I am very concerned about certain aspects of the messianic age or those times right before it. I am concerned that during this time when Moshiach comes, he will set up a Jewish fundamentalist system. I know it has been foretold that obedience will be required of everyone and discipline will be harsh for those who don't obey. The last thing I want is a situation where I have to wear something like a Jewish burka or can't go out of my house. I don't see this situation as much of a beautiful messianic age. I see it as torture.


I've yet to see any plans for burkas. I could ask around, but it doesn't seem to be on the agenda. A woman represents the Shechina—the Divine Presence—and in the times of Moshiach the Shechina will be revealed in all its glory. So why should women then be hidden inside walking sacks?

You're worried about obedience. I wasn't very obedient in school, so I should also be concerned. But I'm not, because the key aspect of a messianic era is not obedience but wisdom, as Maimonides writes, "The occupation of the entire world will only be to know G‑d. All of Israel will be great sages in that time and the earth will be filled with the knowledge of G‑d as the waters cover the ocean floor." Just as the first redeemer, Moses, was a teacher, so will the Moshiach be a teacher of wisdom to all humankind.

When there is no wisdom, people must be coerced into proper behavior—either with a carrot or with a stick. But when it is clear and obvious to all that everything is truly G‑dliness and everything has a G‑dly purpose, then people know immediately what to do and what not to do.

Here's an analogy from something quite close to you. Something you are staring at right now, your fingers tenuously extended over its keys, primed to strike back any second at the author for his flippant treatment of burkas. But hold on and hear me out a minute: You use a computer. There are different operating systems on different computers. At one time, to accomplish anything on a PC, you had to type in a line of MS DOS. If you made a mistake, you risked severe punishment—you could lose files, corrupt your hard drive or crash the entire operating system. And that's what happened—quite often. If you didn't read the manual—and follow it religiously—you were sunk. The same with your word processor and any other program you used.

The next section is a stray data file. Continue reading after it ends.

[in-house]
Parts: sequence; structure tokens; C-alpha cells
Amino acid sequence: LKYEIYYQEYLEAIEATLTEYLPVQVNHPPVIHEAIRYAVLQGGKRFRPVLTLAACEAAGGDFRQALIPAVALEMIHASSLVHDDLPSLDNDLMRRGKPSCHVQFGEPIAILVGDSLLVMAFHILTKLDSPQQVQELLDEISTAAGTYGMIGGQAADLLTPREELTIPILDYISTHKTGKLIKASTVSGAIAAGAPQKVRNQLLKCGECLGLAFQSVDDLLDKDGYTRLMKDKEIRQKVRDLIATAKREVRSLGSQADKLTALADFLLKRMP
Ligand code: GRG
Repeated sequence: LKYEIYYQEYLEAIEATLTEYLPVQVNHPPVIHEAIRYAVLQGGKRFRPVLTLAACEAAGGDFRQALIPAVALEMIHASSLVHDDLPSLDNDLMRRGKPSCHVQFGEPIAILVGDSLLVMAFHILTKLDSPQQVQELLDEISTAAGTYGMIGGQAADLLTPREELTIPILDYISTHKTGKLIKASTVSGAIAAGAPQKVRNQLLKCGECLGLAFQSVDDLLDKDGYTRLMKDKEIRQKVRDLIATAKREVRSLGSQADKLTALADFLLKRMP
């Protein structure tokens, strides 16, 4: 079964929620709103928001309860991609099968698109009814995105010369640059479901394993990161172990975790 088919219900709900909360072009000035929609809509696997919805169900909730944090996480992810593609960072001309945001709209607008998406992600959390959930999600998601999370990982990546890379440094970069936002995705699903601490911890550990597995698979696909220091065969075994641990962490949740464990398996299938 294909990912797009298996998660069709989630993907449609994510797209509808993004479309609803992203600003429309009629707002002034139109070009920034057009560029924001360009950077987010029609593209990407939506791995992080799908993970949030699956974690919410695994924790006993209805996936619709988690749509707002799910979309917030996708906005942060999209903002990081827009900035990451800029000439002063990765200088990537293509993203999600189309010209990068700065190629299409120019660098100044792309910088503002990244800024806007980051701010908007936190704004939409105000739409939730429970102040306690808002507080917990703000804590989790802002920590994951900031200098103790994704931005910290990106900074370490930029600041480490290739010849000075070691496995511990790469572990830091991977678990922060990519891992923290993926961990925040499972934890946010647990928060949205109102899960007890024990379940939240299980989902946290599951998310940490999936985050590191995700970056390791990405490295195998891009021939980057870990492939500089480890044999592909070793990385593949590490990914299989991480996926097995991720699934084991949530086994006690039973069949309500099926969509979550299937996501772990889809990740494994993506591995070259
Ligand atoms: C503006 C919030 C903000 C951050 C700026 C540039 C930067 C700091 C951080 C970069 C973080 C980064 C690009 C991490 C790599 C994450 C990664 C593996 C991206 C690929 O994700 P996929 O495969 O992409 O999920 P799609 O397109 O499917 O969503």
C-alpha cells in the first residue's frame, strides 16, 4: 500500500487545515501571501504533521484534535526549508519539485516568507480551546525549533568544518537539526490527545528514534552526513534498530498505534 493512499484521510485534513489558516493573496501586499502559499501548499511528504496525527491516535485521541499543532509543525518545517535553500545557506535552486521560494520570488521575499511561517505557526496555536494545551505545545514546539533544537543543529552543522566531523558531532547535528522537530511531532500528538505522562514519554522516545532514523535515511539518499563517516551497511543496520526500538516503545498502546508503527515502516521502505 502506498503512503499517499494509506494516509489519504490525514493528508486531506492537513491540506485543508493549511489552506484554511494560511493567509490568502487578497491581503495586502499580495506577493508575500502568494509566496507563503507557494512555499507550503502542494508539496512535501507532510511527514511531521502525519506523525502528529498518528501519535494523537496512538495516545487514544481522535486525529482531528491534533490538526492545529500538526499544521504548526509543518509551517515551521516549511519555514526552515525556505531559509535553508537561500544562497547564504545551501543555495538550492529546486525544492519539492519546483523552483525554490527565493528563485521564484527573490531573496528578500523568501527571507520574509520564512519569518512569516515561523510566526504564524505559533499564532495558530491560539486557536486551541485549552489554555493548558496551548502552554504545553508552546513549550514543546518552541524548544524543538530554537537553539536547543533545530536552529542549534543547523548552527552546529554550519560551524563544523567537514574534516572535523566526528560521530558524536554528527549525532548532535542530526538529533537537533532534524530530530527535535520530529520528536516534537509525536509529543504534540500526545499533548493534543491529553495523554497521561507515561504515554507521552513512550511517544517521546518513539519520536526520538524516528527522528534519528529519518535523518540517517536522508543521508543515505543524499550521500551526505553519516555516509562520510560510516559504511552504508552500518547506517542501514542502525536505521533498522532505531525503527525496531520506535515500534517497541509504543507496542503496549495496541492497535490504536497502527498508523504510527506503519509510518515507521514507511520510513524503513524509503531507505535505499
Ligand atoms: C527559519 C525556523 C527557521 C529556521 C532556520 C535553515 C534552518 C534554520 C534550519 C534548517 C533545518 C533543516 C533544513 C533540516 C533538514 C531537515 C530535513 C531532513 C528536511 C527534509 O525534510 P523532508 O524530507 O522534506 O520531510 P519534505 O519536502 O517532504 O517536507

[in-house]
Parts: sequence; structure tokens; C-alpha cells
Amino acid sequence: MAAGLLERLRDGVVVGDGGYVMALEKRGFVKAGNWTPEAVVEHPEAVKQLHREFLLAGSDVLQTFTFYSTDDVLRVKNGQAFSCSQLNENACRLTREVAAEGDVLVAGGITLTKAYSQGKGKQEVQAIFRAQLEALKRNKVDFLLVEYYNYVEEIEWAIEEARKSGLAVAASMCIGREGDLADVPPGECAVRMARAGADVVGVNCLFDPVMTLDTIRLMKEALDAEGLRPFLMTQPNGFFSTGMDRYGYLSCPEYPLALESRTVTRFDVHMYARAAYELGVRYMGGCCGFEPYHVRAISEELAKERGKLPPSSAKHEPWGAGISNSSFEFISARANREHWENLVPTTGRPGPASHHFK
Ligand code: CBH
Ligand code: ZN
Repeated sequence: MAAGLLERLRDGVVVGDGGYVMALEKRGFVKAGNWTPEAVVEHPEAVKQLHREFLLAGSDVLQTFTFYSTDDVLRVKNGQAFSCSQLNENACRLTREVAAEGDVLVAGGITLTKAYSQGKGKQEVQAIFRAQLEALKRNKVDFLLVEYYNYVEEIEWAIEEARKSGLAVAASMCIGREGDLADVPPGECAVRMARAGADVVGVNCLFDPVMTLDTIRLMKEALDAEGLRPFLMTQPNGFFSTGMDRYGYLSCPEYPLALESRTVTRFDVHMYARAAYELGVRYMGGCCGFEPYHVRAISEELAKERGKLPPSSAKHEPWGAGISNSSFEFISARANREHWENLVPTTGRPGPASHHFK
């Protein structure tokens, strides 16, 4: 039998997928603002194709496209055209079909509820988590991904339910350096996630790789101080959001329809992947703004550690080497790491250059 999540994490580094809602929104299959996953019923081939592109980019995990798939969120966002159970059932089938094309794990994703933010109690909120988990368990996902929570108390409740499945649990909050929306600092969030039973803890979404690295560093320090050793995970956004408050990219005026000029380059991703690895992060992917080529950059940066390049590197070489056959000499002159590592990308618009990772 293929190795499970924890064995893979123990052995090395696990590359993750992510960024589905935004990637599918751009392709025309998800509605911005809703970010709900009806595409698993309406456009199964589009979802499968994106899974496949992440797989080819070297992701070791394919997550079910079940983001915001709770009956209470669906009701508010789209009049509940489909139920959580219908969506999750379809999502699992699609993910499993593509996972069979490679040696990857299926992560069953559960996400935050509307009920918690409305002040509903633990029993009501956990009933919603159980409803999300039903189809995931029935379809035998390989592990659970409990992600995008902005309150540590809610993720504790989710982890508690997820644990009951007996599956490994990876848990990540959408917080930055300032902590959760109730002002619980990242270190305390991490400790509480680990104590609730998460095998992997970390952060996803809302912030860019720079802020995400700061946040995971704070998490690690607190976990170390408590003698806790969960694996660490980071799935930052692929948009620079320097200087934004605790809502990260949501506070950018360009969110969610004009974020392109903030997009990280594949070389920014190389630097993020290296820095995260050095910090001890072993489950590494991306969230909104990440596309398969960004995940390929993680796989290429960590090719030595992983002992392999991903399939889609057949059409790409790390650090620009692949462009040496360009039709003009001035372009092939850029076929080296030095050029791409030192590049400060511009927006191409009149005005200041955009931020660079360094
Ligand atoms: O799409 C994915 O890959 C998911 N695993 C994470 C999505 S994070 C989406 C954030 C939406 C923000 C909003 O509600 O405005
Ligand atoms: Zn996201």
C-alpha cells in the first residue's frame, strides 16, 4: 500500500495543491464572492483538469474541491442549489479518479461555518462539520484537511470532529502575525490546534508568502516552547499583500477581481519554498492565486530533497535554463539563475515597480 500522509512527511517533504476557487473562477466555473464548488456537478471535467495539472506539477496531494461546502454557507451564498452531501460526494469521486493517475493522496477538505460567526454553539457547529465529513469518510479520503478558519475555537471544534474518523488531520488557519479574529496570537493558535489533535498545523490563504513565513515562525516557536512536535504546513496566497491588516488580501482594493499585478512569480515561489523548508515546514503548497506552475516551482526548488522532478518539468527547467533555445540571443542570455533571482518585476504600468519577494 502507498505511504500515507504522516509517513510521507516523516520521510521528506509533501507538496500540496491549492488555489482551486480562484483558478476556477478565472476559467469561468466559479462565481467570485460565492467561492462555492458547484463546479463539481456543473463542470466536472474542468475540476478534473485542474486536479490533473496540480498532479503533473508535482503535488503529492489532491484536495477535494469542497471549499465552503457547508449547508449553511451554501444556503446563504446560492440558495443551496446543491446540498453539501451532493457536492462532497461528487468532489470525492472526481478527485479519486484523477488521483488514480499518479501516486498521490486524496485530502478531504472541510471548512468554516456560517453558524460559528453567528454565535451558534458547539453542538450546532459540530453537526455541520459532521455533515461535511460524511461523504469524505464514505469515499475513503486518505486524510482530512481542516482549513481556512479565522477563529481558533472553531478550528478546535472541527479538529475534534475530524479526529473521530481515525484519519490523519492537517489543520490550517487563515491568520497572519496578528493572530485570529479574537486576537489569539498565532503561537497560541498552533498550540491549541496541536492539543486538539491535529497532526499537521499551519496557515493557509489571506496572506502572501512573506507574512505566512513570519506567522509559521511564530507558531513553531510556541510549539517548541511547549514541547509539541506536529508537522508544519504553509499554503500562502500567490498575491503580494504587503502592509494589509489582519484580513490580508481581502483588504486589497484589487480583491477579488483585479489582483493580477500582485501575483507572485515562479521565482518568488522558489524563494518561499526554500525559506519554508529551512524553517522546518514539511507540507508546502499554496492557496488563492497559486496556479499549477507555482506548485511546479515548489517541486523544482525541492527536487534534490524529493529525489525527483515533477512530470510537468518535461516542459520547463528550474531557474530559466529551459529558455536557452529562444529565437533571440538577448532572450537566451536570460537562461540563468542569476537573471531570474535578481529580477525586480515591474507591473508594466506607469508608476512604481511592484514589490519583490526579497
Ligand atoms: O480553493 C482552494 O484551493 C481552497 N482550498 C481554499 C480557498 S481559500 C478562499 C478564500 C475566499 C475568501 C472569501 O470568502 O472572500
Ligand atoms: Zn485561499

There were friendlier systems, however. Systems that were designed to be "intuitive." That means they were designed on the principle that the user should be able to take a single look and intuitively know what to do and what not to do. He could always make the wrong decision, but it would be just silly to do so.

Eventually, the friendlier "graphic user interface" won out—and productivity surged. In fact, when the first true GUI for the PC was introduced in 1991 (Windows 3.0), about one trillion dollars had been invested in business technology with no measurable overall payback. After 1991, payback exploded. Windows is still pretty kinky (I'm a Mac guy), but certainly more friendly than those old MS DOS systems.

Okay, I'm grossly simplifying modern history to make a point. I want to make a comparison between our present world and one of those counter-intuitive user interfaces where you can't take a single step without looking in the manual, in our case, the Torah. The messianic times, on the other hand, are when the world will sport a whole new user interface. One look will be enough to tell that it's Shabbat today. It will seem ridiculous to light a fire or pick an apple off the tree. Shrimp simply won't look like food. Speaking bad about another person will feel like it really is—like sticking a knife in your own back.

Today, we run towards those things we believe bring us pleasure—and far too often end up with pain instead. In messianic times, people will have pleasure from acts of kindness and beauty. This is the effect of wisdom—to open our eyes and guide our human nature towards those things that are truly good for us and most fulfilling. And that is all that we are looking forward to, may it be realized very soon, sooner than we can imagine.